The pizza at Migration Gresham is very impressive–straight out the gate, it’s solid. Some local pizza pros who were sitting with me were even impressed by the bubbly crust with just enough of slightly charred edges and an extra cheesy slice, gooey but not too oily. The house chili oil is also a welcome touch. The pub service and food are not without their problems, though; all should probably be forgiven, since this was the soft opening and the pub was slammed, but it took half an hour to get a beer and the staffer running our line seemed to have no idea how to run the POS. Later our pizza was skipped over, lost, and eventually came out an hour late, and when we asked to get a box they didn’t return with one, either. I imagine all of this will be worked out and despite the hiccups the quality of beer and food was good and I am betting if you come back in a few weeks these kinks will be worked out.

Behind the bar is 2,500 sq. ft of production space and a new Practical Fusion 20bbl brewhouse. With it there are three 40bbl fermenters and three 20bbl fermenters, all of which barely make a mark on the space, so there is a ton of room to grow. Plans are laid out for a canning line in the corner, so look for 12oz cans and 6-packs of Patio Pale and Straight Out Of Portland IPA to hit in September through Columbia Distributing. Future plans include an event space and an outdoor patio, while the brewery hopes to go from about 1,500 barrels of production to 4K this year and 5K the next. The production space frees up a ton of room for fun beers and experiments at the original Glisan pub, and there is room for around 100 oak barrels to age beer in Gresham. So look forward to more variety, as if the Grisette, Brut IPA, and cocktail beers are not variety enough.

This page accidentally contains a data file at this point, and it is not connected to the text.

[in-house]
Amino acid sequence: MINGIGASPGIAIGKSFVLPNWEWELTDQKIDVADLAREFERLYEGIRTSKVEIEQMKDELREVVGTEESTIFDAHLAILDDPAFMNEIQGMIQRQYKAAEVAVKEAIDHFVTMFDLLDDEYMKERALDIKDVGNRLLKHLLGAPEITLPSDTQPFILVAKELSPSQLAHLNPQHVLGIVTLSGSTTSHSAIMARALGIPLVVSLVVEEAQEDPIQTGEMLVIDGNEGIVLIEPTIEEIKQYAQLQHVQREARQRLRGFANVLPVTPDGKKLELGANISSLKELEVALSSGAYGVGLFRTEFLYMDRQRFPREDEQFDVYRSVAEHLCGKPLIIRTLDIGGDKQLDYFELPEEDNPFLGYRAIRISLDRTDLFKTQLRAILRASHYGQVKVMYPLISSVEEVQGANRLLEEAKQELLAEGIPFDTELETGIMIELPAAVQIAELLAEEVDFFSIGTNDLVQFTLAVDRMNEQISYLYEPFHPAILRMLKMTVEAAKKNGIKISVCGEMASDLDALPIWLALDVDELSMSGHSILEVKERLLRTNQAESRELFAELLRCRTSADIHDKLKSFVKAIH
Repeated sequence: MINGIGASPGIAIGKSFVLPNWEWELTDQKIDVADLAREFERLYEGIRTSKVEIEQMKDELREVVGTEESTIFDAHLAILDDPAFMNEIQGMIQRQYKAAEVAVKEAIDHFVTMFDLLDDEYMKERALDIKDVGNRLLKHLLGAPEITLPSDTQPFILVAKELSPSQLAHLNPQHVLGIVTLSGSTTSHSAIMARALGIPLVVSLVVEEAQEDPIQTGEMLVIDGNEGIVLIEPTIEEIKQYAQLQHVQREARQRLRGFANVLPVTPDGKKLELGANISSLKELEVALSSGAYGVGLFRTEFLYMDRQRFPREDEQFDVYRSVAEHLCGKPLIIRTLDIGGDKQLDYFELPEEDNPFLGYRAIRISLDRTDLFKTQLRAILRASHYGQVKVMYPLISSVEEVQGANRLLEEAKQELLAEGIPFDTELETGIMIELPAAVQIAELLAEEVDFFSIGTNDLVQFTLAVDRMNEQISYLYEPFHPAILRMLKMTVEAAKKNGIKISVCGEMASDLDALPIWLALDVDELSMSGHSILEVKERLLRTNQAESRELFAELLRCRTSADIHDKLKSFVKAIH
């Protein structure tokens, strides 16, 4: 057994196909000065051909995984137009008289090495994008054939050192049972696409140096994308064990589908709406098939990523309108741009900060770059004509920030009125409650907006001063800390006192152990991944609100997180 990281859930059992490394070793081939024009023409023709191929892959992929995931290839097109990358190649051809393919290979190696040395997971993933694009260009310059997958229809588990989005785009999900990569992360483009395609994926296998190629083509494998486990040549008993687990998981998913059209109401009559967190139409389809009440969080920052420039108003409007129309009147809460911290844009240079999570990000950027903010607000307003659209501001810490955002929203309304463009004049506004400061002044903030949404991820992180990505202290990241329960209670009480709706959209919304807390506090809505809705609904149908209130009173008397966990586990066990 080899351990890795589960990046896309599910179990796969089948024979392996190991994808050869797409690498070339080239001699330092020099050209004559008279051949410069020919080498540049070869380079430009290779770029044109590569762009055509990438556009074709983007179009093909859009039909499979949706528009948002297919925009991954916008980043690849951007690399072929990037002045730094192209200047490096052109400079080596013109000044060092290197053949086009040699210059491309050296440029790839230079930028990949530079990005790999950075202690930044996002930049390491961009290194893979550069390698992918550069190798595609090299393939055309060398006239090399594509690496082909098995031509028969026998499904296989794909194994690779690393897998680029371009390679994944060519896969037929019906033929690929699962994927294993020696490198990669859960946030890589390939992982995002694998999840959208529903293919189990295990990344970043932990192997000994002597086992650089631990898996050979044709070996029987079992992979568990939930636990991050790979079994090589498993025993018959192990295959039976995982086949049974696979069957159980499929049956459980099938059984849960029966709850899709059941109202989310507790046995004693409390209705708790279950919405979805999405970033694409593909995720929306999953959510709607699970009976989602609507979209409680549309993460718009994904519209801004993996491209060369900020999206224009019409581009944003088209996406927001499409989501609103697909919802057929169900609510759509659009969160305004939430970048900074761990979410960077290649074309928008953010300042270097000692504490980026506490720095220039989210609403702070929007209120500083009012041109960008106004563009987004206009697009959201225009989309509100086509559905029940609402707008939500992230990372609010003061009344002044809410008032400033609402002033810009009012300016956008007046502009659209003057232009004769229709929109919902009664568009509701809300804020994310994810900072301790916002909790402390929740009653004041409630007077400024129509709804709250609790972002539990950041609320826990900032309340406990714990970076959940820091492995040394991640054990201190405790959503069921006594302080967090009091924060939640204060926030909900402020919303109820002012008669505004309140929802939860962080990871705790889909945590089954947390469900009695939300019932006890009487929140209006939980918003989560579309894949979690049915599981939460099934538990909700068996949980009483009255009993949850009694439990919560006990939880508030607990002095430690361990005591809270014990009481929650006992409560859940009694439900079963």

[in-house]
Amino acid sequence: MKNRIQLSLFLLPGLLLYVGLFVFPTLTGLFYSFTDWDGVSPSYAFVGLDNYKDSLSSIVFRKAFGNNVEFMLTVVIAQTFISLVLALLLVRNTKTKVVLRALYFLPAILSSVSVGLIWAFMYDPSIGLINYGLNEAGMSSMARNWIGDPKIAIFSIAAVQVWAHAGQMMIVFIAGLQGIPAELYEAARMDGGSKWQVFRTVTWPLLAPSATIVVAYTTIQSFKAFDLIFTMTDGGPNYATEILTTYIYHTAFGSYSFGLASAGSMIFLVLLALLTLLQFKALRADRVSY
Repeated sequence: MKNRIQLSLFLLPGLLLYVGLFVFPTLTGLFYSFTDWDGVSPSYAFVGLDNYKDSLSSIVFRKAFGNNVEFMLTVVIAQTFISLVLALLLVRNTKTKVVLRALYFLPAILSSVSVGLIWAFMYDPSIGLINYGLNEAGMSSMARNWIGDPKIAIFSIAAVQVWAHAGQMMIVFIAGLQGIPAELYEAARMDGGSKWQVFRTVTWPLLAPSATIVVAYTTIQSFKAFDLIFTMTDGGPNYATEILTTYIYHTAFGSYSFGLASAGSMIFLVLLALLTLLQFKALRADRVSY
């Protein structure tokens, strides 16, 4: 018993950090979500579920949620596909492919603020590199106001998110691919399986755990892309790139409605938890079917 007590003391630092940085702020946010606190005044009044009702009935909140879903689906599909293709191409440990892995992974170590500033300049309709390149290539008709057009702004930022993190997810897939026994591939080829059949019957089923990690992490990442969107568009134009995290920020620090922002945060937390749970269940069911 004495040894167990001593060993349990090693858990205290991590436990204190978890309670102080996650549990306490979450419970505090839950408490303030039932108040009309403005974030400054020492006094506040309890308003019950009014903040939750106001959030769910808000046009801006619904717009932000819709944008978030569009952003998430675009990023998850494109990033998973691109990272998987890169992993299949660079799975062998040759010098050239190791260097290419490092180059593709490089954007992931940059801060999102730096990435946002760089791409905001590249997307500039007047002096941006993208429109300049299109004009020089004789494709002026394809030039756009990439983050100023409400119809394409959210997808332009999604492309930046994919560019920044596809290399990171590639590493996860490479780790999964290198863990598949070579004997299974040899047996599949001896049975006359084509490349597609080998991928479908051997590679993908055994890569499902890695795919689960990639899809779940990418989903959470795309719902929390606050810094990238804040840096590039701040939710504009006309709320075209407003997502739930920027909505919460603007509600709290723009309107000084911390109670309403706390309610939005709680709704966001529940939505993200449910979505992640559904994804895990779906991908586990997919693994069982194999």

Migration Brewing Gresham is now open Sun – Thurs 11am to 9pm and Fri & Sat 11am to 10pm.

18188 NE Wilkes Rd, Gresham, OR 97230

Samurai Artist
Samurai Artist

Founder of The New School and most frequent contributor Ezra Johnson-Greenough has worked in the craft beer industry for almost 10 years, doing everything from illustrating beer labels to bartending at renowned beer bars and breweries like Belmont Station, Apex, Laurelwood and Upright Brewing. He has also had a hand in creating events like the Portland Fruit Beer Festival, Portland Beer Week, and the Brewing up Cocktails series. He is available for freelance consultation in marketing, events, graphic design and branding. Contact: SamuraiArtist@NewSchoolBeer.com

Discussion

  • PizzaBoi2003
    PizzaBoi2003
    Tue Jun 12, 2018 8:57 PM

    That Pizzas really Geewwwdd